“Well, that was pretty uneventful,” I say, stepping off the auto-conbini after it FINALLY makes a new stop somewhere else in the city. It took forever!
“I mean, not like we were doing anything better, right…”
Karina’s grumpy. She’s been grumpy ever since we got stuck on the vehicle thanks to those protestors trapping us inside while chanting slogans (also, I can hear another group of protestors shouting a few blocks away, which is terrible). But honestly, Karina’s been in a bad mood the last few times we’ve met up. I wonder what’s up with her.
Nah, I’m overthinking things. The best I can do is help her solve whatever the hell this Magitek Soda thing is about.
And now we’ve ended up in the financial district, the part of town that was Atlanta’s pride and joy even before the world. All of the biggest banks in Georgia have their headquarters in the gigantic skyscrapers, including my very own Atlanta Cares.
It’s getting to closing time for the banks, though, so the offices are shutting down and bankers are filing out all of the buildings, creating a sea of black and navy suits shambling into the city.
I bet all the auto-conbini robots mark up their prices by fifty percent when they come around here.
“So, what do you think we’ve learned so far?” I ask. “Just from the ride we took. There’s some evidence, for sure.”
“Well, we’ve learned that I have no idea what I’m doing.”
“Shut up, Morgan.”
“You’re the detective,” she says, accusingly.
“I’m– I’m not a detective! I’m a loser with a crappy apartment and crappy job who doesn’t do anything all day but follow some dumb robot’s orders. I don’t detect anything.”
“You said that investigating was in your blood earlier.”
“I was trying to save face.”
“And you’re the one who deduced that the Social Media Killer was a teenager at a high school in Cobb County all on your own.”
“Definitely not all on my own. You were there. Mr. Dumb Robot was also there.”
“I was asleep, and R8PR was not there.”
“You’re better than me!” I shout. “Admit it.”
“You’re such a jerk,” Karina says. “What is your goal here, to make me snap into a rage and somehow figure out where the soda is?”
“Maybe? I’m sorry, I don’t know what I was–”
“No, I’m sorry for calling you a jerk.”
“Even though it’s true?”
“Don’t you start!”
We take a moment to pause and collect ourselves.
Karina takes a really deep breath and exhales slowly, and I follow suit. It’s pretty calming. Frustration is stupid and bad. Let’s not do that anymore.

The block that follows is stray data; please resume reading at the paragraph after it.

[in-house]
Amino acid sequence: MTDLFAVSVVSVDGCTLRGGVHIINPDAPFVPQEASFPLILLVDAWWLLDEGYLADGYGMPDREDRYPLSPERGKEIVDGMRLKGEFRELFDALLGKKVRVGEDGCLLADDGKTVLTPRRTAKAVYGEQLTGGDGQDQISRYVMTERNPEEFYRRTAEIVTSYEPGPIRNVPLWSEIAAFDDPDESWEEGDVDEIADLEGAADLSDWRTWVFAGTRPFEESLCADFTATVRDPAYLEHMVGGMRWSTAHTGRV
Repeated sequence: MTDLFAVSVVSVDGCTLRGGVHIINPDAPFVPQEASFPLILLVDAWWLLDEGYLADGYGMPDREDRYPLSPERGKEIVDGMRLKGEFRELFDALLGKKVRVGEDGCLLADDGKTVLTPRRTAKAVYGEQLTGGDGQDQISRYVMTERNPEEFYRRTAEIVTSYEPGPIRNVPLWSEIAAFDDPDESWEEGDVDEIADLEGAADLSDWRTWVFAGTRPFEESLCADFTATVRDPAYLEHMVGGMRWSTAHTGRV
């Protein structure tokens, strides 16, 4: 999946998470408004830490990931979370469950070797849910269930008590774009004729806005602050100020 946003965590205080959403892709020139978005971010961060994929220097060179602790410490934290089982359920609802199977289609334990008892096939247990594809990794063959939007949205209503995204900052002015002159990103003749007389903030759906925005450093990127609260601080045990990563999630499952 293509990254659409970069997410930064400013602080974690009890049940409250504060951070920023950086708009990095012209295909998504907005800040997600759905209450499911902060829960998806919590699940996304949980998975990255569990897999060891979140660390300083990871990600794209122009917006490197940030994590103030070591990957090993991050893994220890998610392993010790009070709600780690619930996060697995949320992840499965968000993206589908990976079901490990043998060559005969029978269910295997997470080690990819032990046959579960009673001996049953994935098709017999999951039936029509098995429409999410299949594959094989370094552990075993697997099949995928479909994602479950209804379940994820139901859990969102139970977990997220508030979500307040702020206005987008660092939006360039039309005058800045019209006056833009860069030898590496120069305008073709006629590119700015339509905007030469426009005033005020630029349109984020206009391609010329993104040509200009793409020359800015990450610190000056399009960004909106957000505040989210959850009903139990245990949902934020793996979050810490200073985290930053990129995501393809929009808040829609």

“So,” Karina says.
“So,” I reply.
“Where do we go from here?”
“You mean like, in the future, with hoverboards and stuff–” is what I WOULD say, but as I am not an asshole, all I say is, “What do you think?”
“My very first thought?”
“Your very first thought is good. It’s a start.”
“My very first thought is, why did the auto-conbini we rode drive from Juniper all the way over here?”
“Where are we, by the way?”
“Look at the sign right next to us…”
“Oh yeah.” It’s Yates Street. This is why I get lost, isn’t it? “So you’ve figured out your first clue.”
“A lead to investigate,” I say. “Why did this auto-conbini go from there. Solve that, and you can maybe solve the question of where the vehicle you saw earlier might have gone.”
“Ah, I get it. You actually make sense.”
“I’m a true genius, an absolute savant of a sleuth, right?”
“I am feeling such emotional whiplash about my own capabilities today…”
“But yeah,” Karina continues. “The secret to finding the Street Chaser auto-conbini that I saw is figuring out why these vehicles go to the places they go. What kind of algorithm they use to move from street to street to make the most money. But that’s only something we could do if we had a team of data analysts and a whole lot of time.”
Wait a minute. I’ve got it.
I’ve figured out the answer to all our current problems and I’m gonna blow Karina away with a new, stunning fix to our predicament. Here it goes.
“Well, no, we couldn’t figure out the algorithms ourselves. Not unless we had a super advanced AI at our disposal to do that analysis for us…”
“Huh-uh, no, not doing it,” Karina says. “Absolutely not.”
“What? Why not?”
“I’m not going back to R8PR with my tail between my legs because I couldn’t figure it out without his computer skills. This is the first case I’ve ever gotten and so it means a lot to me.”
“You don’t have a tail.”
“Also, I wasn’t talking about R8PR,” I say. “I didn’t realize we weren’t on the same page here.”
“Then who were you talking about?”
“Lamar, of course!”
“I was kind of thinking that you’d rather leave him out of the sort of stuff that would make the AI in his brain more active, considering the last time he used it a lot…”
“Oh, uh, yeah. But he’s a lot better now. He can handle it.”
“I want to believe you, I really do…”
“Then it’s decided. I’m calling Lamar over to help us out, because that’s what friends are for.” (The implication to that statement is, “They are for convenient access at all times.” Oops.)
“And if he says no?”
“We’ll, uh, figure something out, that hopefully doesn’t involve wandering around aimlessly trying to conveniently find the right auto-conbini at the right time.”
“You inspire great confidence,” Karina says.
Yeah, definitely. I have complete confidence in the fact that Lamar will show up to help us out. Hopefully.